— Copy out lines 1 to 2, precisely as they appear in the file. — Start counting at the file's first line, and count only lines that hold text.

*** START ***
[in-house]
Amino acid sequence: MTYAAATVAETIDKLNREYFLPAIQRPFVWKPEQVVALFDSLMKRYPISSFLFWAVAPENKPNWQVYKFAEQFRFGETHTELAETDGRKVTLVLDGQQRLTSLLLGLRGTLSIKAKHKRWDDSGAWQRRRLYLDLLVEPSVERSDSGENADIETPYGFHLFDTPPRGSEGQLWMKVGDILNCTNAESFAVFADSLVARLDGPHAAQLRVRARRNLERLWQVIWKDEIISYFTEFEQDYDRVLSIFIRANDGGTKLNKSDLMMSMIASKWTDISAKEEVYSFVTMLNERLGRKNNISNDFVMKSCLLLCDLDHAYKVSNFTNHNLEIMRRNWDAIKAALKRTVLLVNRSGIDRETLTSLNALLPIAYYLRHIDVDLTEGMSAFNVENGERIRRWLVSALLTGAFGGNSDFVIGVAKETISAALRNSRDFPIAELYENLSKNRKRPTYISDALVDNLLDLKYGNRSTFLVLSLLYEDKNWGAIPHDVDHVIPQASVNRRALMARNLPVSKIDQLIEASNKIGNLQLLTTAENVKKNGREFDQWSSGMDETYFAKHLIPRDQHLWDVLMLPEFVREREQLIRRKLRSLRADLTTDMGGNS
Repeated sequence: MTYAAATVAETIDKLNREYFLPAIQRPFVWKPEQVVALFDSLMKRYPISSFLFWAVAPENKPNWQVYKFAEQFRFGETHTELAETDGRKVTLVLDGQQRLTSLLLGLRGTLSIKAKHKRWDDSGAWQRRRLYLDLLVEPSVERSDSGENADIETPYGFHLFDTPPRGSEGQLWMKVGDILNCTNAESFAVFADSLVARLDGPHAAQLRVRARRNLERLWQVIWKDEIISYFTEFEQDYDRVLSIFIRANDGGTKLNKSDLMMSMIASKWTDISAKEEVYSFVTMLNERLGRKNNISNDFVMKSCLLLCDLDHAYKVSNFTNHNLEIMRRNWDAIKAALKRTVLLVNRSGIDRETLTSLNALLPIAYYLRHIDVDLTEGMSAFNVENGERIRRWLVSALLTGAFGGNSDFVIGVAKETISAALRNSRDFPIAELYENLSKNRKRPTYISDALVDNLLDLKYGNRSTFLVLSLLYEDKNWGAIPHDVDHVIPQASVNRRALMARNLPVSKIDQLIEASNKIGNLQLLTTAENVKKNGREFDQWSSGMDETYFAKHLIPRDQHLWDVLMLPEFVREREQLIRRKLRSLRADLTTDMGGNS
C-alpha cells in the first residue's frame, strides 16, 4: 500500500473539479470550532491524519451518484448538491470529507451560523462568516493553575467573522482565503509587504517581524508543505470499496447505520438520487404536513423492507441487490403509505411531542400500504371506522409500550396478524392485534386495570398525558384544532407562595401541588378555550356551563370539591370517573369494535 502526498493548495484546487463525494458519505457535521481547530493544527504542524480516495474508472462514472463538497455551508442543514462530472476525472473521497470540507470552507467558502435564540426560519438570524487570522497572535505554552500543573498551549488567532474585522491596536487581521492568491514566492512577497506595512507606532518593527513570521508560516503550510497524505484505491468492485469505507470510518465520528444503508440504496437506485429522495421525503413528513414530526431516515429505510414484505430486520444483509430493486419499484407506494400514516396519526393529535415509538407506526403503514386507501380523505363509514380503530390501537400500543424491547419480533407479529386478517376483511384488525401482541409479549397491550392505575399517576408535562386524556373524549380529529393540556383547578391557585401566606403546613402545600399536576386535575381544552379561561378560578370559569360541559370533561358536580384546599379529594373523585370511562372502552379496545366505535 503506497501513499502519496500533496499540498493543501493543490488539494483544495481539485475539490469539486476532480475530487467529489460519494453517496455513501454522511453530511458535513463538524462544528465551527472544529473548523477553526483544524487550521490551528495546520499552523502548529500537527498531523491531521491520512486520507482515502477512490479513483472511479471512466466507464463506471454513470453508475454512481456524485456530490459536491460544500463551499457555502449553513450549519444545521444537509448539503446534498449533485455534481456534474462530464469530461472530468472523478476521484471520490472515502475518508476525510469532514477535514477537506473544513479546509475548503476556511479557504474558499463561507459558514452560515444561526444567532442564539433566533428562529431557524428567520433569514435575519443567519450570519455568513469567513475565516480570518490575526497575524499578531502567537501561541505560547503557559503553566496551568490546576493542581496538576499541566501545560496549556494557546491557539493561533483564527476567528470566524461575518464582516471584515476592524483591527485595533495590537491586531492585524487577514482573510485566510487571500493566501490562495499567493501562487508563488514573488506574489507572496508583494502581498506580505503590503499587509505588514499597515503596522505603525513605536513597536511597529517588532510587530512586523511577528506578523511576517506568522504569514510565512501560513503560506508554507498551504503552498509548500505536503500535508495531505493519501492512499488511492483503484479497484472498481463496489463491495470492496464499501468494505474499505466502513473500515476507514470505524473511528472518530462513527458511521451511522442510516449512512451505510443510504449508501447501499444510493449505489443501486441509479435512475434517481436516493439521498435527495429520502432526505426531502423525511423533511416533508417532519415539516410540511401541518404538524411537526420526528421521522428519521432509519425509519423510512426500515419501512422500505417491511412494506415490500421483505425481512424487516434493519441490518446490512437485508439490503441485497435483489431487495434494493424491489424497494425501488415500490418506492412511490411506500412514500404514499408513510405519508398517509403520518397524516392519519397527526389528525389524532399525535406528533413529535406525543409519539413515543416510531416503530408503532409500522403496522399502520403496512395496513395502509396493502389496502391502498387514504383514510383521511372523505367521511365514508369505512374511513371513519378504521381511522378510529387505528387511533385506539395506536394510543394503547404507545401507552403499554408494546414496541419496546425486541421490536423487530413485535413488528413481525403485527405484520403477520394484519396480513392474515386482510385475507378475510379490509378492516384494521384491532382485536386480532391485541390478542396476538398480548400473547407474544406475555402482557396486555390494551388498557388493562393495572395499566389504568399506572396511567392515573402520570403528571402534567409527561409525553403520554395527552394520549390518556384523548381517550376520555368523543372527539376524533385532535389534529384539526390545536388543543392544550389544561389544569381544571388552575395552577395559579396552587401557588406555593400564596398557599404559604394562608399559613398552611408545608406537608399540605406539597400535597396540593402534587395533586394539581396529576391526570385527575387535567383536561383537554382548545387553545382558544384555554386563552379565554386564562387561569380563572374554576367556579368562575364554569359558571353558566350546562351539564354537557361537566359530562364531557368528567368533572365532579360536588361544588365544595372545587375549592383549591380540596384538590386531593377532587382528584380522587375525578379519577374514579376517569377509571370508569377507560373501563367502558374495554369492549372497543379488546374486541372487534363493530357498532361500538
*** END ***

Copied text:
[in-house]
Amino acid sequence: MTYAAATVAETIDKLNREYFLPAIQRPFVWKPEQVVALFDSLMKRYPISSFLFWAVAPENKPNWQVYKFAEQFRFGETHTELAETDGRKVTLVLDGQQRLTSLLLGLRGTLSIKAKHKRWDDSGAWQRRRLYLDLLVEPSVERSDSGENADIETPYGFHLFDTPPRGSEGQLWMKVGDILNCTNAESFAVFADSLVARLDGPHAAQLRVRARRNLERLWQVIWKDEIISYFTEFEQDYDRVLSIFIRANDGGTKLNKSDLMMSMIASKWTDISAKEEVYSFVTMLNERLGRKNNISNDFVMKSCLLLCDLDHAYKVSNFTNHNLEIMRRNWDAIKAALKRTVLLVNRSGIDRETLTSLNALLPIAYYLRHIDVDLTEGMSAFNVENGERIRRWLVSALLTGAFGGNSDFVIGVAKETISAALRNSRDFPIAELYENLSKNRKRPTYISDALVDNLLDLKYGNRSTFLVLSLLYEDKNWGAIPHDVDHVIPQASVNRRALMARNLPVSKIDQLIEASNKIGNLQLLTTAENVKKNGREFDQWSSGMDETYFAKHLIPRDQHLWDVLMLPEFVREREQLIRRKLRSLRADLTTDMGGNS